Providing Transparency for Publishers and Advertisers
The online advertising industry is booming. Worldwide, over $130 billion dollars will be spent on digital ads in 2016 alone. That’s a lot of money changing hands. With so much cash being pumped into digital advertising, it’s surprising how little marketers know about how digital ads are bought, sold and placed online.
Most ads are placed on different websites through an ad network or ad exchange. There are certainly other ways to get your ads placed online, but ad networks and exchanges tend to be the most predominant. You can certainly reach out to all the publishers (i.e., websites) where you would like your ad to appear and broker deals with them, but as you can imagine that would take an enormous amount of time and effort, especially if you’re looking to get your ad placed on thousands of websites.
So ad networks are basically companies that connect advertisers with publishers (websites) that want to place ads. Ad networks have a collection of websites that allow advertisers to purchase ad space quickly and easily. The ad network will negotiate a price for the ad with the publisher and then mark it up and sell it to the advertiser for a profit. That way the advertiser doesn’t need to reach out to thousands of different websites and broker deals with them every time they want to run an ad and the ad network has a sustainable business model.
Ad exchanges are similar to a stock exchange where people buy and sell ad space through real-time auctions. Publishers place a certain amount of ad impressions up for sale and buyers purchase those impressions. Those purchases are made in real-time and purchase price is dependent upon who the ad will be served to, time of day, device, ad location, etc. This type of ad-buy is supposed to be more transparent because it allows advertisers to purchase ads for the actual going-rate as opposed to the mark-up rate that the ad network charges (you’re basically cutting out the middle-man).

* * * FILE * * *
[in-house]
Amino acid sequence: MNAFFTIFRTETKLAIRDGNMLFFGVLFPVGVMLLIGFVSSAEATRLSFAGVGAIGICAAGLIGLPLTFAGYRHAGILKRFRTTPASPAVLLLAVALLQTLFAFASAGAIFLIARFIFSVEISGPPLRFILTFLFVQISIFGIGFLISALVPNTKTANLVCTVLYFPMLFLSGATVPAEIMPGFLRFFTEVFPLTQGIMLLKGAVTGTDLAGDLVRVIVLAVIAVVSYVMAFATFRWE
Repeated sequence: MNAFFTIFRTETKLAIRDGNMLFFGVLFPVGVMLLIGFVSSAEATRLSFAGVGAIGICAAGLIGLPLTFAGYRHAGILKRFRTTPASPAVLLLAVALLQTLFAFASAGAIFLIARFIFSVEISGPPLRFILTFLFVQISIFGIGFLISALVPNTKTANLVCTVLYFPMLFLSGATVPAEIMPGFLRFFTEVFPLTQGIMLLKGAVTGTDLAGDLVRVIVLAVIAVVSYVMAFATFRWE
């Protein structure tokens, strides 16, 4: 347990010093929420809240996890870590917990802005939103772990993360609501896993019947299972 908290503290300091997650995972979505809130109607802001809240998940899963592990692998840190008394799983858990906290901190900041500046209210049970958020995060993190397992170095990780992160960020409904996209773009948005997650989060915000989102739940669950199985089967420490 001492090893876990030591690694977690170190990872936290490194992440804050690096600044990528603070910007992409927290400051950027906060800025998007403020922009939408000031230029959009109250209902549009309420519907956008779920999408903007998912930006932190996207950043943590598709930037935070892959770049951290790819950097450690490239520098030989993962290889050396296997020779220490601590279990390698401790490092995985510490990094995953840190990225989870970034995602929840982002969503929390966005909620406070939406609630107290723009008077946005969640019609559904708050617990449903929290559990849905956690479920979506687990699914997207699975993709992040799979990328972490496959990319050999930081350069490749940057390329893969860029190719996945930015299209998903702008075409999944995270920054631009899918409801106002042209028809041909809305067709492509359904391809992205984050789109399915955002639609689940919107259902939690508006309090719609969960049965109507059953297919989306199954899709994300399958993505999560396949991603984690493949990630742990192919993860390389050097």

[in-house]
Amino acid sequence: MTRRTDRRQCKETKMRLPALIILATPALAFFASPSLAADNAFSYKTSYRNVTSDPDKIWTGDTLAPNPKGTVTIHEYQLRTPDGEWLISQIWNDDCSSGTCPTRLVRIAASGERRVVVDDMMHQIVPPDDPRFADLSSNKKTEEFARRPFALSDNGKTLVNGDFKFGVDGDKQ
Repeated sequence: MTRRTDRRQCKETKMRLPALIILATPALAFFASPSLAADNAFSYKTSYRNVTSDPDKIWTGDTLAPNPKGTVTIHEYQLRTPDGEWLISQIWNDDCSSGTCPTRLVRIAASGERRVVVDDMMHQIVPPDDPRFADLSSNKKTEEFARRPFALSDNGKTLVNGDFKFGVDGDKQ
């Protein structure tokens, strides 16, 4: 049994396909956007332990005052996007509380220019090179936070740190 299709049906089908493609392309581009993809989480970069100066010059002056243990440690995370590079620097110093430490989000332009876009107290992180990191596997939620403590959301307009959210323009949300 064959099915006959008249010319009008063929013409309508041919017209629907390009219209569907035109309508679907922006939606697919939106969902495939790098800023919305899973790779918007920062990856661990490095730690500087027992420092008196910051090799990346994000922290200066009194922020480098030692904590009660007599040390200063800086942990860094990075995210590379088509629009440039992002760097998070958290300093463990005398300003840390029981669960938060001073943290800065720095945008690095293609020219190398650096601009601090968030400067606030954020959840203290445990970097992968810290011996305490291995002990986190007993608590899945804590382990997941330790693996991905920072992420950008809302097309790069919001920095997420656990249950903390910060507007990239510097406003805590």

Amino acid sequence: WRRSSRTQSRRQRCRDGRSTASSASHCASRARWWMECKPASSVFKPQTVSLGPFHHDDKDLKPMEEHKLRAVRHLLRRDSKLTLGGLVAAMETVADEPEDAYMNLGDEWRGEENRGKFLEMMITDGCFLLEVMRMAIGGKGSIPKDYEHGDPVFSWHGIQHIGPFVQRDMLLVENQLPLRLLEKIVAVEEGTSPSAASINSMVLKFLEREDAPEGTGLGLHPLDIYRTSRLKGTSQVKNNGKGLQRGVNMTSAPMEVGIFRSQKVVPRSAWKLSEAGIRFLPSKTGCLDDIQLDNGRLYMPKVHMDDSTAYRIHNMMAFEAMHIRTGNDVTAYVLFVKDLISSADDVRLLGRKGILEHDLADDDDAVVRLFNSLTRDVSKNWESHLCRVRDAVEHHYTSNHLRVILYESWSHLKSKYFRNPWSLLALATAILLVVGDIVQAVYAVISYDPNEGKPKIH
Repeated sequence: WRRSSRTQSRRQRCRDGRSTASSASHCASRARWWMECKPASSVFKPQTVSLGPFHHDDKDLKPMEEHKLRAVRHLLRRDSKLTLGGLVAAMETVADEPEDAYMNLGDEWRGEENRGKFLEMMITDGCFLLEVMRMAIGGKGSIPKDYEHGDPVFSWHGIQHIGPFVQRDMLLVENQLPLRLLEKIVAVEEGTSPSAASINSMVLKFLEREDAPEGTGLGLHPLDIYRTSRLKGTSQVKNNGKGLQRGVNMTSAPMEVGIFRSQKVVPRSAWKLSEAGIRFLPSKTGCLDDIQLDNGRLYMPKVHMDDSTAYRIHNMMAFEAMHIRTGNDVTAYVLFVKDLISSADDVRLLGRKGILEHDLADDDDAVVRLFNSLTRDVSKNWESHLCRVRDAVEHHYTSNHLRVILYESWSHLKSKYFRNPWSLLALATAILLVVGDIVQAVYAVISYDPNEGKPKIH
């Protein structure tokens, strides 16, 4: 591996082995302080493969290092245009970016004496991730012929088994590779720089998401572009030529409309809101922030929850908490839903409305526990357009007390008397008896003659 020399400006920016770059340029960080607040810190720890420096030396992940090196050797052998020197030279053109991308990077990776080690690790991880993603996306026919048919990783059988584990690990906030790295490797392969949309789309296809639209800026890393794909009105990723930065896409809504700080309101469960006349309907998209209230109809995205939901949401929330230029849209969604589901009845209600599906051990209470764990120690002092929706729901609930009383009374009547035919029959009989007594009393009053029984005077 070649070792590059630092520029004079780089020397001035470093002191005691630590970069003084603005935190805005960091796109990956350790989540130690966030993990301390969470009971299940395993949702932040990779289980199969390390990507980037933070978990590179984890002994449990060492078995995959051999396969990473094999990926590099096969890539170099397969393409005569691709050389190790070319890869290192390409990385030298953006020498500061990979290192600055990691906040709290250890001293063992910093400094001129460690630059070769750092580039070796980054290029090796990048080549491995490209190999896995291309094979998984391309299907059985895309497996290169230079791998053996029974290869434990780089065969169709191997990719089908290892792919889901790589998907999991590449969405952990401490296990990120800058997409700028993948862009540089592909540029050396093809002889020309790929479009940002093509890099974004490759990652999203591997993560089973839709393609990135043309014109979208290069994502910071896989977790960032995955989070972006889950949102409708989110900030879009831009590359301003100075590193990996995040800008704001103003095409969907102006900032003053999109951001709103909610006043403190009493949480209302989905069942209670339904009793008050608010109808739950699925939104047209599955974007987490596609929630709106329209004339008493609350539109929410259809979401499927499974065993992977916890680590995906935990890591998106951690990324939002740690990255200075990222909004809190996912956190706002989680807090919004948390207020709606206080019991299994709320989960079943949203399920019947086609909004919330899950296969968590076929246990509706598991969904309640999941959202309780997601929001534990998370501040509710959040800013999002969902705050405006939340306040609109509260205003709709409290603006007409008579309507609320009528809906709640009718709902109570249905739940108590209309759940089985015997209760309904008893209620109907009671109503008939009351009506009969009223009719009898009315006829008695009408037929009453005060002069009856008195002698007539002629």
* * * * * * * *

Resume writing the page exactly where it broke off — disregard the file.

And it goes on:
The First Problem
The big problem with this model is that your typical advertisers are unable to purchase from ad exchanges as many are private. While the ad exchange model is supposed to provide transparency for the advertiser, most are unable to purchase ads anyway. Because you have over 70 billion impressions daily flowing through open ad exchanges, policing them has become difficult. With open ad exchanges much of the content comes from bogus publishers, fraudsters, robots or low-quality websites.
Due to that fact, most ad exchanges are private with ads sold through carefully selected agencies or advertisers using trading desks and demand-side-platforms (DSPs).
The Transparency Problem
Now that we know how online ad buying works today, we can start to see how advertisers really have very little transparency as to where their ad will appear. Most of the ad buying is happening with ad networks, agencies or companies with DSPs, rather than your typical online advertiser.
But publishers also deal with the same transparency issues since they are unable to identify which advertiser was actually making the final placement on their website. Due to that fact, publishers are typically unable to screen-out low-quality ads and advertisers that could potentially hurt the credibility of the publisher.
It’s crazy to think that in a $130 billion dollar industry, neither the publisher nor advertiser really know what’s going on. Advertisers are unable to determine where their ads will run and publishers are unable to determine who is running ads. Buyers can never be exactly sure where their impressions might show up. And sellers can never be entirely sure who’s buying them.
If you ask me, it’s time that publishers and advertisers start working together. With so much money changing hands advertisers should have some transparency as to where their ads run and publisher’s need to know who is running the ads.